What is the nameplate capacity of this facility in terms of the volume of gas to be produced?
This plant today, just with the two trains that have been installed here can do over 200 million standard cubic feet per day (Scf/d) of gas. And 200million scf/d can power almost 1,000 megawatts of power.
Apart from the Ibom Power Plant, which other power stations will receive gas from this facility?
So, as well as Ibom Power, we are doing a pipeline that is almost completed now to the National Integrated Power Project (NIPP) power station in Calabar, which is another 540 megawatts. So, with these two trains, we will be able to power both Ibom Power and Calabar NIPP for the next 20 years.
The initial customers are Ibom Power Station and Calabar Power Station. First gas from Uquo Gas Procesing facility is also scheduled for delivery to the Calabar Power Station this year via a 37 kilometre-24-inch pipeline from Uquo to Oron. Accugas has been completing the construction and Frontier Oil the commissioning of Train 2. These will provide the additional capacity to supply 131 million cubic feet per day of gas to the Calabar NIPP power station. When these deliveries are taking place, Frontier Oil and Accugas will be supplying gas to provide 750 megawatts of electricity generation capacity at the Ibom Power Station and the Calabar NIPP power station, equivalent of some 10 per cent of Nigeria’s generating capacity.
What is the financial commitment of Seven Energy to this project, so far?
The investment we have made as Seven Energy today is approximately N90 billion. That is over $600 million that goes into the gas processing plant and the pipeline infrastructure that you don’t see – that is on the ground.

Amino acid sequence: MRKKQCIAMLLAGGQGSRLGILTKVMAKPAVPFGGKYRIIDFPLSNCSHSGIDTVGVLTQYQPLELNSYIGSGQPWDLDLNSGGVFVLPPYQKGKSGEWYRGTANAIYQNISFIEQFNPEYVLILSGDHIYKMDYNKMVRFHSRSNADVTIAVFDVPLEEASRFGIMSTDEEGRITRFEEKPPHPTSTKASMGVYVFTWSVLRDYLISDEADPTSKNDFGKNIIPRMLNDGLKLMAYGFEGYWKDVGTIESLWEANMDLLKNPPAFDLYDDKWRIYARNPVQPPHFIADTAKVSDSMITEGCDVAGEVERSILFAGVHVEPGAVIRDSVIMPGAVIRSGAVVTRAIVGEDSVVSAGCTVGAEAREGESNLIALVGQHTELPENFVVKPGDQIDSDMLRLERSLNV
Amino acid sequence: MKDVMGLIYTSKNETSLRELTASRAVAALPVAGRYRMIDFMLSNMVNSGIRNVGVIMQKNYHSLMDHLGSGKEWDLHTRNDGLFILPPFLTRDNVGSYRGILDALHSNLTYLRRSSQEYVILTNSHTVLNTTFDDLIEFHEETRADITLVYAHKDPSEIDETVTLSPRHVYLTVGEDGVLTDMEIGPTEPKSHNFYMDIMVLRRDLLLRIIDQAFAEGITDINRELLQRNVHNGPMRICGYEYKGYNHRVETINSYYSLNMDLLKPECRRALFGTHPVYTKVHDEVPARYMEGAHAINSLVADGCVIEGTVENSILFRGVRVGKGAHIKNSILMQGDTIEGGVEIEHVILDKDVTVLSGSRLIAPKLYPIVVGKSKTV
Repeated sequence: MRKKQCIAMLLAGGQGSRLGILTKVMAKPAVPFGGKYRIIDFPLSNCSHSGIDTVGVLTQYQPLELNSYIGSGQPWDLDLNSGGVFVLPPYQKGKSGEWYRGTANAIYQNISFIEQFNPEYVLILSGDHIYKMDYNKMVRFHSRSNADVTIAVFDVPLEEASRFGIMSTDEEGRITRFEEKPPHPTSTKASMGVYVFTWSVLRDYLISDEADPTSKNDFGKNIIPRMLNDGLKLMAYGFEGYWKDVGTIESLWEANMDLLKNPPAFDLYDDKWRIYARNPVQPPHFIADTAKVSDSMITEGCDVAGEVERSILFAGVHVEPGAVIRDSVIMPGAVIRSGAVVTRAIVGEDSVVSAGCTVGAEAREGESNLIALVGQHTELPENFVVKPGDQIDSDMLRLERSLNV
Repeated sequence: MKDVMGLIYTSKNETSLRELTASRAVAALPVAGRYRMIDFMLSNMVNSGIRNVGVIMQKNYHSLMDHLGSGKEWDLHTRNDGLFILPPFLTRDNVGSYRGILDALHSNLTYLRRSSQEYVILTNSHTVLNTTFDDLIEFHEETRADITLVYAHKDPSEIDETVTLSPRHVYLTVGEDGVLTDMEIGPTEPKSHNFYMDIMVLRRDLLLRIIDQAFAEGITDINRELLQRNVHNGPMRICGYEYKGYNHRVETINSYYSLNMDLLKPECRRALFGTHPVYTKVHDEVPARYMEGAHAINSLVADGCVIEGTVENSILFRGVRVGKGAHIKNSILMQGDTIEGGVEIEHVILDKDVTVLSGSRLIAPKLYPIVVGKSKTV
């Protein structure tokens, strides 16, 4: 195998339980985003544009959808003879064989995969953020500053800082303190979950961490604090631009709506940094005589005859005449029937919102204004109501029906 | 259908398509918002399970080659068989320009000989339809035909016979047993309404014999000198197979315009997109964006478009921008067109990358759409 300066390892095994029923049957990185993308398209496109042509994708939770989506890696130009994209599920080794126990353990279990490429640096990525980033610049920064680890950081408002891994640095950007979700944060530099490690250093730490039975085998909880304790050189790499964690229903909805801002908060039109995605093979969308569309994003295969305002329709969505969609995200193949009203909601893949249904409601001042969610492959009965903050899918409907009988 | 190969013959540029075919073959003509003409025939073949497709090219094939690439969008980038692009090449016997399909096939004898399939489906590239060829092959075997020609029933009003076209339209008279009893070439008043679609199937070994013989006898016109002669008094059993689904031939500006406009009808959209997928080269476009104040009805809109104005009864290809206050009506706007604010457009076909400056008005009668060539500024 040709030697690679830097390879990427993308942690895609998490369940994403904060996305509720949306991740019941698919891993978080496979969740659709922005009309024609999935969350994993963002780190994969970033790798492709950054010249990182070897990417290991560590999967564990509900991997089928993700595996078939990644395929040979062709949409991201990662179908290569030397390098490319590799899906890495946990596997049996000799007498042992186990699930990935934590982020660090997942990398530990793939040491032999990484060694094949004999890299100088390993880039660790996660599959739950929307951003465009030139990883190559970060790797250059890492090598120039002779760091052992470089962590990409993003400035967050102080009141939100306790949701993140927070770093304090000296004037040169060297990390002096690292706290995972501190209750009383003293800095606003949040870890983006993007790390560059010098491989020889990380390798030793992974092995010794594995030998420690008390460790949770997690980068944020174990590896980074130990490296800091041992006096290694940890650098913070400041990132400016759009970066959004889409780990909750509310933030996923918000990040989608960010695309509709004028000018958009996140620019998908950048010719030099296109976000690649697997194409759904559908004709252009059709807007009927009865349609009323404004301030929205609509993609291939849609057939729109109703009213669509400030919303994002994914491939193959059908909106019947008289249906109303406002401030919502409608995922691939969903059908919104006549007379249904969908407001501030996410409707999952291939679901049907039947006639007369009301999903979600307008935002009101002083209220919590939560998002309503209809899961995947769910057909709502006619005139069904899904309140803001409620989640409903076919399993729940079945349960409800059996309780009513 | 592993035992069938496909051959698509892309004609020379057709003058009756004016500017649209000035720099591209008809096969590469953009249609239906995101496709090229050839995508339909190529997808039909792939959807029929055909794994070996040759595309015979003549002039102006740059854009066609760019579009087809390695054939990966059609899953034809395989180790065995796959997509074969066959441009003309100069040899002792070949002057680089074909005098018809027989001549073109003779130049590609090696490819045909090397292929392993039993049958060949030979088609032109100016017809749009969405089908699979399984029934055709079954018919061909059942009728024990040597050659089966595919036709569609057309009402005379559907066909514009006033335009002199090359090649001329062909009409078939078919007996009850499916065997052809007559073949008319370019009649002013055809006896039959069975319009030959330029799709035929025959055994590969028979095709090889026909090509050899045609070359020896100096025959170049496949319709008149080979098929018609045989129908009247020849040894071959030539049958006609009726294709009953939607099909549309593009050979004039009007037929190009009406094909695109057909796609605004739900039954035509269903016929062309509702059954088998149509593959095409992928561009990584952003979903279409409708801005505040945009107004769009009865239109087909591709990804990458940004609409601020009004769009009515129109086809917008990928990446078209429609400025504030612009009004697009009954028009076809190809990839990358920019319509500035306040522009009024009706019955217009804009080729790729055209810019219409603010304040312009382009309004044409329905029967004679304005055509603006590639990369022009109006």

Who are your other partners in this gas project?
We are working with Frontier Oil Limited on this project, which operates the facility, while Seven Energy funded the project. Frontier Oil Limited was awarded the Uquo Marginal Field in Oil Mining Lease (OML) in 2003.
This is the first time this kind of project will be built by a purely indigenous entity, as others in the country before this one were built by the super majors. Is this the new way to go?
At the end of the day, there is a business here. There is a huge demand for energy in Nigeria, which has been overlooked by many people. What is happening recently with the power reforms and with the liberalisation in the power sector that allows commercially-sustainable investments in the power sector – that has a knock-on effect on the gas sector. The gas sector needs a strong power sector because the power sector will be a large customer of the gas sector.
Do you really have plans to expand the gas facility in the future?
There is plan for expansion. If you look around the gas plant, you will see that we have drawn lines that are empty. The reason for that is that we intend to expand. As we have more customers and as we are able to access more gas, we will expand.
Apart from Uquo Gas Processing facility, in which other assets does Seven Energy has stakes in Nigeria?
Seven Energy operations are currently centered on two focus areas of the Niger Delta and a recently acquired stake in the undeveloped asset in the Anambra Basin. In the south east Niger Delta, Seven Energy has interests in the Uquo Field, which lies within OML 13 license area and the Stubb Creek Field, which lies within OML 14.
In the north east Niger Delta, Seven Energy has entered into a Strategic Alliance Agreement with the Nigerian Petroleum Development Company (NPDC) in respect of OMLs 4, 38 and 41. It also has an interest in the Matsogo field, within OML 56. In the Anambra Basin, Seven Energy has an interest in OPL 905.